3 Magical Women of the Forest Peoples
Categories: Excerpt Indigenous Cultures & Anthropology New Release Spirituality & Religion
Since pre-Christian times in central Europe, the wise old woman, the sagae, as Tacitus calls her, had enjoyed respect and reverence. She was something of a shaman or worked at least similarly to a shaman, seer, herbalist, or midwife. In rural areas, she played a central role until the beginning of our modern era. The various activities of the wise women (as well as the visionaries), which we will consider here, overlap and are not mutually exclusive.
First, we want to say more about the wise old hag discussed earlier—the one who knew the nine herbs and how to let her soul fly through the chimney into the spirit world, the commonly called hedge sitter or fence rider (Old English hægtesse), who mediated between this world and the other. Seen through cultural anthropology, it can be assumed they still mastered the archaic shamanic technique of separating the soul from the body. At night, her soul could enter the body of her animal familiar as an owl, hare, fox, or cat. Thus, she could move through the village and countryside while her body lay at home in deep trance. She could check on her neighbors through the eyes of her familiars; she was able to hear with their ears and smell with their noses.
The medieval scholars argued whether the witches could actually physically fly or whether it was just their demonic imagination. Definitely, people feared them and the Church made them subject to penitentials and inquisitions. The Abbot Regino of Pruem (846–915 CE) warned that “there are criminal women who, seduced by delusions and suggestions of demons, believe and confess that they spend the night with the heathen gods Diana and Herodias and innumerable other females, riding on certain animals all over the countryside, secretly and in haste in the dead silence of the night” (Habiger-Tuczay 1992, 120). Bishop Burchard of Worms wrote penitentials that served the priests as a guide for confession. In them, he lets the priest ask the confessors if they believe that a woman, while her husband sleeps and imagines his wife resting in his embrace, escapes through locked doors, flies through the air, and then, without any visible weapon, kills baptized people redeemed by Christ’s blood. Even those who believed some women did these things (let alone those being accused of doing them) had to reckon with strict penance.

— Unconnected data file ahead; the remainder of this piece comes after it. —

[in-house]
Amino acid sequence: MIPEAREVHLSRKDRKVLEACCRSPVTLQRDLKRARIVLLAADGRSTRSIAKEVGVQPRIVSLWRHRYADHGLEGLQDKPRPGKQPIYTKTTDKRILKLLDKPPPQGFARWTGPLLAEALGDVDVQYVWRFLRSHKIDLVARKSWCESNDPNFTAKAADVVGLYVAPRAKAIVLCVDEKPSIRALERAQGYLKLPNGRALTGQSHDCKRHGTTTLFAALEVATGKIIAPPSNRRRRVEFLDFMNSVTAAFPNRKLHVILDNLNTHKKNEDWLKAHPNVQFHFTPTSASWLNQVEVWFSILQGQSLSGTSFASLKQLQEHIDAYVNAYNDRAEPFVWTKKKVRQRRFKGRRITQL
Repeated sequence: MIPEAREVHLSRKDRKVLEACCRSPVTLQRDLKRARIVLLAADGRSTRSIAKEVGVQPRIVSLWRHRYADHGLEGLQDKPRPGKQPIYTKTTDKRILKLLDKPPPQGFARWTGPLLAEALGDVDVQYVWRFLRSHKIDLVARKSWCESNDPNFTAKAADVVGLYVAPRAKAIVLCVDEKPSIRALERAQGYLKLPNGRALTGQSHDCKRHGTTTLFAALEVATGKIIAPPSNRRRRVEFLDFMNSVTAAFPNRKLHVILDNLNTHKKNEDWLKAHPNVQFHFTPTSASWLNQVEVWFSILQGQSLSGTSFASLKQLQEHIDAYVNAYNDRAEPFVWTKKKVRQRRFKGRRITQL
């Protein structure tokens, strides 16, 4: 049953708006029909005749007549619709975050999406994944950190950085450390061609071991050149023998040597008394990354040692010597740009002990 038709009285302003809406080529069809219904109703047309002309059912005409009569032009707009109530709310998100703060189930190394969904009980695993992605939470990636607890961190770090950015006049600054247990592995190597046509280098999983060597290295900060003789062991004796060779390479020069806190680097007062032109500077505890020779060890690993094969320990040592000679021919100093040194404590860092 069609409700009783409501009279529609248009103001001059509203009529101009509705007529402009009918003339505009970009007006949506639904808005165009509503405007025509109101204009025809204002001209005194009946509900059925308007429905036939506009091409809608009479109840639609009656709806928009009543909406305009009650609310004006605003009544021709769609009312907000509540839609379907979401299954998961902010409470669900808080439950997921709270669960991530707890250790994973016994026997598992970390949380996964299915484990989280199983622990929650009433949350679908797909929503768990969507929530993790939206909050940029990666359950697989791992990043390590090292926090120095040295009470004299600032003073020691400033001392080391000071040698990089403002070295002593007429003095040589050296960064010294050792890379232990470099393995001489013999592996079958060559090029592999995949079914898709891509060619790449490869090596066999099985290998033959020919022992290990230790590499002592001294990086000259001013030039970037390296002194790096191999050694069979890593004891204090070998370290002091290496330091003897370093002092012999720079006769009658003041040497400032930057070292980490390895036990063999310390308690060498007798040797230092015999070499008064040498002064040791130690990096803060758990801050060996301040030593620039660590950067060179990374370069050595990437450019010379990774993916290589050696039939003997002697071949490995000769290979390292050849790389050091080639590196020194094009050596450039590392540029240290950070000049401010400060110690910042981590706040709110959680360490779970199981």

Presumably, these women knew about flying salves and flying herbs. Direct traditions of recipes do not exist. It was solely the priests, witch hunters, and early scientists who reported them and dealt with the salves. Giambattista della Porta, for example, describes a salve that an old woman is supposed to have used. In contrast to the Inquisition, della Porta considered witches’ flights and the Witches’ Sabbath on the Blocksberg (the Brocken) to be complete superstition. Through a crack in the door, he watched an old woman anoint herself with a salve and sink into a deep sleep. When she awoke, she told how she had flown over the sea and mountains. For della Porta, it was clear that it was all a subjective hallucination triggered by the toxic effect of the salve (Biedermann 1994, 355). Included in the salve were celery, aconite, poplar twigs, water parsnip, water iris, cinquefoil, nightshade (belladonna probably), oil, and bat’s blood. A dangerous-sounding mix that should under no circumstances be imitated.¹